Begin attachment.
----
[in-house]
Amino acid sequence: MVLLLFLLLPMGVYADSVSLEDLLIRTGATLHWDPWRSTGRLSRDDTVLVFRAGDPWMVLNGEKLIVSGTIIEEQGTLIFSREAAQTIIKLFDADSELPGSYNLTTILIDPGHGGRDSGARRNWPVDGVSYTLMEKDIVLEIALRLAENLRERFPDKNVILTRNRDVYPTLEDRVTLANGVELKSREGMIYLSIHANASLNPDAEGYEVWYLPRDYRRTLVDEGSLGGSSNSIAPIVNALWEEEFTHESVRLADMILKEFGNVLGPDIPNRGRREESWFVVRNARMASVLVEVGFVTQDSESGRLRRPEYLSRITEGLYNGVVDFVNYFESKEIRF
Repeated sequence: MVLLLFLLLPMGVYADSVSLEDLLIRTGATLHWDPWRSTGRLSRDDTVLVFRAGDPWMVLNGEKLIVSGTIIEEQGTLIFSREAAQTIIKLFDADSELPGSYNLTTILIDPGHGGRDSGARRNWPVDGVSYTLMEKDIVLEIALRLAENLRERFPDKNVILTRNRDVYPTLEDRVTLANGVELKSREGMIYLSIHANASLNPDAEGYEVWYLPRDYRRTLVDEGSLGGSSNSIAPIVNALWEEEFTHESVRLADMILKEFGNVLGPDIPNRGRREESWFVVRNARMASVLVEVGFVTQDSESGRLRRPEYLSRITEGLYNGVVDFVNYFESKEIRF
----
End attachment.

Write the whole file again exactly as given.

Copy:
[in-house]
Amino acid sequence: MVLLLFLLLPMGVYADSVSLEDLLIRTGATLHWDPWRSTGRLSRDDTVLVFRAGDPWMVLNGEKLIVSGTIIEEQGTLIFSREAAQTIIKLFDADSELPGSYNLTTILIDPGHGGRDSGARRNWPVDGVSYTLMEKDIVLEIALRLAENLRERFPDKNVILTRNRDVYPTLEDRVTLANGVELKSREGMIYLSIHANASLNPDAEGYEVWYLPRDYRRTLVDEGSLGGSSNSIAPIVNALWEEEFTHESVRLADMILKEFGNVLGPDIPNRGRREESWFVVRNARMASVLVEVGFVTQDSESGRLRRPEYLSRITEGLYNGVVDFVNYFESKEIRF
Repeated sequence: MVLLLFLLLPMGVYADSVSLEDLLIRTGATLHWDPWRSTGRLSRDDTVLVFRAGDPWMVLNGEKLIVSGTIIEEQGTLIFSREAAQTIIKLFDADSELPGSYNLTTILIDPGHGGRDSGARRNWPVDGVSYTLMEKDIVLEIALRLAENLRERFPDKNVILTRNRDVYPTLEDRVTLANGVELKSREGMIYLSIHANASLNPDAEGYEVWYLPRDYRRTLVDEGSLGGSSNSIAPIVNALWEEEFTHESVRLADMILKEFGNVLGPDIPNRGRREESWFVVRNARMASVLVEVGFVTQDSESGRLRRPEYLSRITEGLYNGVVDFVNYFESKEIRF